The Canadian lyrich soprano, Rebecca Whelan, studied from 1989 to 1993 at the University of Toronto Faculty of Music, obtaining Bachelor of Music Degree in Voice Performance. Since 1993 she is a member of ACTRA.
From 1993 to 1999, Rebecca Whelan was engaged by the Elmer Iseler Singers under the direction of the late Dr. Elmer Iseler (currently directed by Lydia Adams), touring across North America and featured as soloist in more than 12 CBC Broadcast performances. She was also engaged by the Toronto Mendelssohn Choir and then the Amadeus choir. In 1994 she made her debut performance at Roy Thompson Hall as soprano soloist with the Toronto Symphony Orchestra, conducted by Sir Andrew Davis, in three CBC Broadcasts of Ralph Vaughan Williamsí Symphonie Antarctica. In 1996 she was soprano soloist, on camera, television show Adrienne Clarkson Presents The Mendelssohn Choir; and soloist in L.v. Beethovenís Fantasia in C Minor with the Elmer Iseler Singers and the Sault Ste. Marie Symphony Orchestra in Sault St. Marie, Ontario, conducted by Dr. Elmer Iseler. In 1997 she was guest soloist with the Peterborough Choral Society in a performance of Eleanor Daleyís Requiem and Felix Mendelssohnís Hear My Prayer. In 1998 she was soprano soloist in Mozartís Requiem with the Academy Orchestra of Hamilton, conducted by Boris Brott, and guest soloist in a Mooredale Concert production of Henri Purcellís Opera, The Fairy Queen. In 1999 she was soprano soloist in a CBC Radio Live Broadcasting to the world performance of Joy to the World: A Live Christmas Celebration with The Elmer Iseler Singers conducted by Lydia Adams and hosted by Howard Dyck; and guest soloist in George Frideric Handelís Solomon at the Ford Centre of the Performing Arts with the Amadeus Choir, conducted by Lydia Adams. That same year she was also engaged by the Amadeus Choir, under the direction of Lydia Adams, as soprano lead and soloist. In 2000 she was guest soloist with The Village Voices and The Apollo Chamber Ensemble in a performance of Antonio Vivaldiís Gloria under the direction of conductor Joan Andrews; soprano soloist in a Tapestry New Opera Works workshop entitled Facing South; guest soloist in the role of Pilateís Wife and the First Maid in an Amadeus Choir 25th Anniversary concert production of J.S. Bachís Saint Matthew Passion (BWV 244).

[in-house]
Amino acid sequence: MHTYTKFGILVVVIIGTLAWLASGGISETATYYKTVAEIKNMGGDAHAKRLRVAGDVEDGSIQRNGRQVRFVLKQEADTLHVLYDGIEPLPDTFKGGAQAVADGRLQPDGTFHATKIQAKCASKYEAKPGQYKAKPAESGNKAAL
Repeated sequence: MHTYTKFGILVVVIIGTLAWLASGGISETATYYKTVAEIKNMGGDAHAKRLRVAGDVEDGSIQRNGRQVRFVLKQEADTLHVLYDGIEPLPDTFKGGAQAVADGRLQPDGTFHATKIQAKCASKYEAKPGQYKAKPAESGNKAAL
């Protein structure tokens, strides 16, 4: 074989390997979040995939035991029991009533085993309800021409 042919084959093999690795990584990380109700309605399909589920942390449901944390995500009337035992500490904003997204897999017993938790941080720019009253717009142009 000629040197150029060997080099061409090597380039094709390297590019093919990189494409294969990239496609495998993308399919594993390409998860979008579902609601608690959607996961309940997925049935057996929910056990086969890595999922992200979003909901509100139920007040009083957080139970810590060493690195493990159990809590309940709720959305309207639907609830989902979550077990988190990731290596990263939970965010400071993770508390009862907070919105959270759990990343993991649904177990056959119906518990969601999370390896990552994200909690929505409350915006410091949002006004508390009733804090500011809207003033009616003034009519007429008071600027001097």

In 2001 Rebecca Whelan was guest soloist with the Toronto Chamber Choir in Benjamin Brittenís Lacrymosa; made her debut opera performance with Opera Barrie as the role of Serpina in Giovanni Battista Pergolesiís La Serva Padrona; and was soprano soloist in an Esprit Orchestra concert production of Louis Andreissenís TAO under the direction of conductor Alex Pauk. In 2002 she performed the role of Laetitia in Menottiís The Old Maid and the Thief with Opera Barrie; and was guest soloist with the Georgetown Bach Chorale in the Bach Cantata Eine Feste Burg BWV 80 and the Funeral Cantata Lass Fürstin, Lass noch einen Strahl BWV 198. In 2004 she was soprano soloist with the Amadeus Choir in a performance of Imant Raminschís Symphony of Psalms and Mozartís Laudamus Te at the Toronto Centre for the Arts; soprano soloist with the Amadeus Choir performing Eleanor Daleyís Requiem and John Rutterís Requiem; soprano soloist with Tapestry New Opera Works as the role of the Angel of Death in the opera Facing South with Wayne Strongman conducting; and guest soloist with the Amadeus Choir in a Concert performance of G.F. Handelís Dixit Dominus and Mozartís Coronation Mass. In 2005 she was featured soprano soloist in a benefit concert for Asia in aid of the victims of the South Asia disaster at Roy Thompson Hall.
Rebecca Whelan's solo voice was featured on many CD recordings, CBC radio broadcasts and on tours throughout North America. Some of her television credits include No Night is Too Long (an international Alliance Atlantis production) as the off camera role of Sophie from Straussí Der Rosenkavalier in 2001 and Beverley Thompson - Where There Is No Fear (a Global TV documentary) as the soloist of the title song Where There Is No Fear, written by Chris Dedrick, which aired in December of 2002, and in February of 2003.